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Africa Black Rhinos May Be Heading Back From Brink

John Pickrell
for National Geographic News
July 7, 2004
 
The recovery of Africa's southern white rhinoceros population from no
more than 50 animals a century ago to over 11,000 today is a
conservation success story. More grim has been the tale of the
continent's black rhinoceros (Diceros bicornis).

Poachers drove its numbers down from perhaps a million at the turn of the 20th century to an all-time low of 2,400 in the mid-1990s. But a new survey suggests that a promising new chapter may have begun for the massive animal.



Antipoaching efforts and breeding programs by government agencies and conservation organizations have reversed the black rhino's decline, according to a report by the World Conservation Union's African Rhino Specialist Group.

The group found that black rhino numbers increased by 500 animals in the last two years alone and today stand at roughly 3,600.

"This is a long-term conservation project. … After 43 years of funding for black rhino work, we're finally starting to see a return for our money," Callum Rankine said.

Rankine is a WWF international species officer based in Surrey, England. WWF is one of a number of conservation organizations working to save the black rhino.

"This increase in numbers is really encouraging," Rankine said. "Despite threats like poaching and habitat destruction, [black] rhino numbers are moving away from the brink of extinction. It is fantastic news for the rhinos and the conservationists working to protect them."

Ivory Poaching

The majority of black rhinos remaining today are found in South Africa, Namibia, Kenya, and Zimbabwe.

Rankine says some experts have estimated that a million black rhinos may have roamed Africa at the turn of the 20th century. But others believe that the number of black rhinos has been declining from approximately 850,000 animals since 1700.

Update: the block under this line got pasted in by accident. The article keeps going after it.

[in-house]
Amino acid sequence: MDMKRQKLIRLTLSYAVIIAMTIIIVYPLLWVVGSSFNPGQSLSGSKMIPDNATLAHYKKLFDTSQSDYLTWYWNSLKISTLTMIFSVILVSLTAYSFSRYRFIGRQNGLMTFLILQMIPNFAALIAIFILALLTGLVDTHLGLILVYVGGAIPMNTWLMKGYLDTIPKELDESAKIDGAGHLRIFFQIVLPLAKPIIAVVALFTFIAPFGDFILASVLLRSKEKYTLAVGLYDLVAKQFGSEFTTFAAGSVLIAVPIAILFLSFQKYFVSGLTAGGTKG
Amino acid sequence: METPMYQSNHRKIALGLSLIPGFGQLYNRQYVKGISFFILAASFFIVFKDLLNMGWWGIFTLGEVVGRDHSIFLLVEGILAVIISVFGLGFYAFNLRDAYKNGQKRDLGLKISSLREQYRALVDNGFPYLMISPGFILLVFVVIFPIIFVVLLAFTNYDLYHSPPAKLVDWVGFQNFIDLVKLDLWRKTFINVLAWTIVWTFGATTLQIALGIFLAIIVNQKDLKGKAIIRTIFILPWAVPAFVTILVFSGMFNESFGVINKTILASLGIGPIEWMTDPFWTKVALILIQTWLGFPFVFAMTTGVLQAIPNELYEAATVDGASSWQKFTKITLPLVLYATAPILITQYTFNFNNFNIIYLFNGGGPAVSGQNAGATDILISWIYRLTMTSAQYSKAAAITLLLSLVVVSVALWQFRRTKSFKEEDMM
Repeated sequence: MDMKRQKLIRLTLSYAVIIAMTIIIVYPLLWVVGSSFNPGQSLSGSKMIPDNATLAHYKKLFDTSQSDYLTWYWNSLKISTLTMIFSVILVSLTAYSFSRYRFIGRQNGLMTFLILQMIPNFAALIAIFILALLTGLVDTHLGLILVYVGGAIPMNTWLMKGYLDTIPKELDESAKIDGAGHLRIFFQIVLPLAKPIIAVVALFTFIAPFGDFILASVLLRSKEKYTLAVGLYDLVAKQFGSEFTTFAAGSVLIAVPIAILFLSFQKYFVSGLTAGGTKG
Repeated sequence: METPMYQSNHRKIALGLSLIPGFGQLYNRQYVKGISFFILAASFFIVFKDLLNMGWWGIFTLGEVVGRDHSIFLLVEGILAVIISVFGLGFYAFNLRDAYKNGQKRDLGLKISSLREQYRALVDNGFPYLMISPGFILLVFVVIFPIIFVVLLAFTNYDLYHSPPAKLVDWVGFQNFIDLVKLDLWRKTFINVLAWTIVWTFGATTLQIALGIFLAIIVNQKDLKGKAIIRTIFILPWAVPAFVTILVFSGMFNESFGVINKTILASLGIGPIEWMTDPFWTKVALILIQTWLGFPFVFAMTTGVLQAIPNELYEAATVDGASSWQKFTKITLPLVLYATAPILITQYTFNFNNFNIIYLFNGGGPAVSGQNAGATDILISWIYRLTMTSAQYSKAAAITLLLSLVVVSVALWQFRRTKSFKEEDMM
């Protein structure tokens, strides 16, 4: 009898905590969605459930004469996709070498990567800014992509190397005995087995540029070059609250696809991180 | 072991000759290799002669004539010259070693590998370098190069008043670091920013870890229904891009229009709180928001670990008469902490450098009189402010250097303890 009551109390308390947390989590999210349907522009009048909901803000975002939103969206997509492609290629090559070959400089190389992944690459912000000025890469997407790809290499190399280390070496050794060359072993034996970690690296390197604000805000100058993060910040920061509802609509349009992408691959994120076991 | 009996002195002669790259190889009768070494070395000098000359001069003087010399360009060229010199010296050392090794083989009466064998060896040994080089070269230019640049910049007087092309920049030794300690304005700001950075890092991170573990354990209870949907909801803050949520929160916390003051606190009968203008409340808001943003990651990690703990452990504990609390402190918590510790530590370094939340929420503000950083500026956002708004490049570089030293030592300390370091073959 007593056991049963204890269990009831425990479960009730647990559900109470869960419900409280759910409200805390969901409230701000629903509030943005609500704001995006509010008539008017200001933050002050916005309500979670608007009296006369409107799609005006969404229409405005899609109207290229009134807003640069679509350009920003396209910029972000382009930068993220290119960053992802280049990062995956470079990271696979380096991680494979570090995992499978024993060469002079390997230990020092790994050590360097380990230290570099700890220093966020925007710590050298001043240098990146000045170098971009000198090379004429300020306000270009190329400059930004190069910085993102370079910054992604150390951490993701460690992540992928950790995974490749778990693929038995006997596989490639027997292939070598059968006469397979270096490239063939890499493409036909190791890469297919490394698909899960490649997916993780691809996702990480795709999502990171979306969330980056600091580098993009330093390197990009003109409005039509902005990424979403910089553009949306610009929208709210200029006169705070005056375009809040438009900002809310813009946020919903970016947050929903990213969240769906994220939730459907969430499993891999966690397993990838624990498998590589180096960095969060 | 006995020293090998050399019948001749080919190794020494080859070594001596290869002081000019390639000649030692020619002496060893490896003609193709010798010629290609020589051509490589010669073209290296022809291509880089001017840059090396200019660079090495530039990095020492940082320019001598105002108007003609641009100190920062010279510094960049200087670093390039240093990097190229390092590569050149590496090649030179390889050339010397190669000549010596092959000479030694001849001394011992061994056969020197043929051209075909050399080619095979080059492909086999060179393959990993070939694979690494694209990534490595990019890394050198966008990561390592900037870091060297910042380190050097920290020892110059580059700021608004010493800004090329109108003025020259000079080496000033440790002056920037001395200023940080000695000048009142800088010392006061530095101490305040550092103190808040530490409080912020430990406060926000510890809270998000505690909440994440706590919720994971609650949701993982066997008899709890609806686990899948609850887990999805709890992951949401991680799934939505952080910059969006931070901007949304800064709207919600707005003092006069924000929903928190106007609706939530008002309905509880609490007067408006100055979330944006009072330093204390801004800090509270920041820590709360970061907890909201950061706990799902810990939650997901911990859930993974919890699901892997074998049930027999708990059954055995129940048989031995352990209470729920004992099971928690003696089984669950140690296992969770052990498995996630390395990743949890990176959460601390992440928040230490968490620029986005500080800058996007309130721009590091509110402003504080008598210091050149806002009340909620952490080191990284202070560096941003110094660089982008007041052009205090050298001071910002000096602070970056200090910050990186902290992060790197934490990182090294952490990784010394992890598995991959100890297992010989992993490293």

More reliable contemporary estimates, however, suggest that there were at least a hundred thousand black rhinos in 1960.

Demand for rhino horn over the past 50 to 60 years, however, made the black rhinos an increasingly rare sight in Africa. Trade in rhino horn peaked in the 1960s and '70s, when huge quantities were shipped to Middle Eastern and Asian markets.

In Yemen, for example, rhino horn is carved into handles used in daggers called jambiyas. The daggers are carried as a status symbol, according to Richard Emslie, a scientific officer of the World Conservation Union's African Rhino Specialist Group, based in KwaZulu-Natal, South Africa.

Emslie said that during the 1970s, 3,000 to 4,000 kilograms (6,600 to 8,800 pounds) of rhino horn entered north Yemen illegally each year.

During the last decade, however, Yemen has imported just 70 kilograms (150 pounds) of rhino horn a year on average, Emslie said. He attributes the decline to conservation programs and a drop in disposable income in Yemen.